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Wednesday, 17 October 1984
Page: 1851

Senator DURACK —My question is directed to the Attorney-General. I refer him to the Hawke Government's promise before the last election 'to give priority to the enactment of a judicially enforceable Bill of rights' which would set a general standard against which legislative enactment and executive behaviour both at Commonwealth and State levels could be decided. I remind the Attorney of his statement to Labor lawyers a few days ago that a draft Bill had 'reached an advanced stage earlier this year and close consultation has been taking place since then with the States and with interested persons and bodies in regard to that Bill'. In view of this, why does the Attorney refuse to make this Bill available for public scrutiny so that its proposals can be judged by the people voting at the election on 1 December? What aspects of the Bill does the Government want to hide from the Australian people? Will a promise to introduce a Bill of rights again form part of the Government's policy for this election; if so, will any details of the Bill be given or will the people be asked to sign yet another blank cheque?

Senator GARETH EVANS —I am delighted with the continuing interest that is being shown by Senator Durack in this topic. I look forward in the new Parliament to the kind of constructive co-operation in the drafting of the measure that he has been so anxious to offer me over the last few weeks. As I have explained on numerous occasions, the reality of the matter is that it is a very complex piece of legislation involving many difficult policy questions as well as many difficult machinery questions and many difficult questions of law, all of which need extensive consultation with a variety of interests and a variety of experts in order to ensure that the best possible foot is put forward-I am sure Senator Durack would want us to put it forward-in the context of this very important legislation.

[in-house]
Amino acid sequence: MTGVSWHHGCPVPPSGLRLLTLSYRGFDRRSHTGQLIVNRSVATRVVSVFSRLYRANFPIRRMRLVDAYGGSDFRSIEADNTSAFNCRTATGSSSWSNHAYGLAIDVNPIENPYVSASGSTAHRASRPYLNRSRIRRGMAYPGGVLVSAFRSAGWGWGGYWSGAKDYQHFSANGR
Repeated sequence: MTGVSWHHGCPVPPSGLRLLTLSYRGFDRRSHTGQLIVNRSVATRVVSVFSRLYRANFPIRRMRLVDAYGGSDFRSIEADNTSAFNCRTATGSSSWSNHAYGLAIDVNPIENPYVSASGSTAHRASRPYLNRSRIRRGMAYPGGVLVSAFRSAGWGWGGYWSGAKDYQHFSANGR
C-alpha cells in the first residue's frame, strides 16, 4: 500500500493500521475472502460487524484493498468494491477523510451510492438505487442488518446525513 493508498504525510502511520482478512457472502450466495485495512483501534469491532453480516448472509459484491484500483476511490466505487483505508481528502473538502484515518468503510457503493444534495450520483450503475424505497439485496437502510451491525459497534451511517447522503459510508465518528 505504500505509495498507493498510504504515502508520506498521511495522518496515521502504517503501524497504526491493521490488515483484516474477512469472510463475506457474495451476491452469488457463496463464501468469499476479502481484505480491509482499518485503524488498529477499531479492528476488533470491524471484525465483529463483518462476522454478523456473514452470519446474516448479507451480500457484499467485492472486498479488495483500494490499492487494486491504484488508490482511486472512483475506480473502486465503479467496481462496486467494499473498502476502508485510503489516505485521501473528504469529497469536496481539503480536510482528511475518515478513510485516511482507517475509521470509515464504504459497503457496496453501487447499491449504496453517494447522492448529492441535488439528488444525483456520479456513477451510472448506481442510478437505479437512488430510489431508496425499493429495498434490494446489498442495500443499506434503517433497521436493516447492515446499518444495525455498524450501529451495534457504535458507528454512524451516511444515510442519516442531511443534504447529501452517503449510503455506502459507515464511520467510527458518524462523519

Against that background, deliberations have been proceeding for a long time. As I said yesterday, there is no draft in existence in any final form, nor do I have back all the comments that I wanted to receive from various sources before I wanted to make the Bill public. It is certainly part of the Australian Labor Party's continuing policy commitment to have a Bill of rights. I fully expect it to be part of our policy commitment for the new Parliament and to have the measure introduced into the Parliament for an ample period of public comment and reaction to it some time next year.

Senator DURACK —Mr President, I ask a supplementary question. As the Attorney- General simply refuses to answer the gravamen of the question, I ask him again: In the election campaign, will even a broad outline of the Bill, if not the Bill itself, be made known to people?

Senator GARETH EVANS —I have given a series of broad outlines of what the content of the Bill might be in a series of public speeches in the course of the year. Clearly, it would be based, to the extent that it is constitutionally possible and desirable to do so, on the terms of the International Covenant on Civil and Political Rights. I would have thought that would have given a lawyer of Senator Durack's creative imagination and ability plenty to chew on over the months between now and its introduction into the Parliament.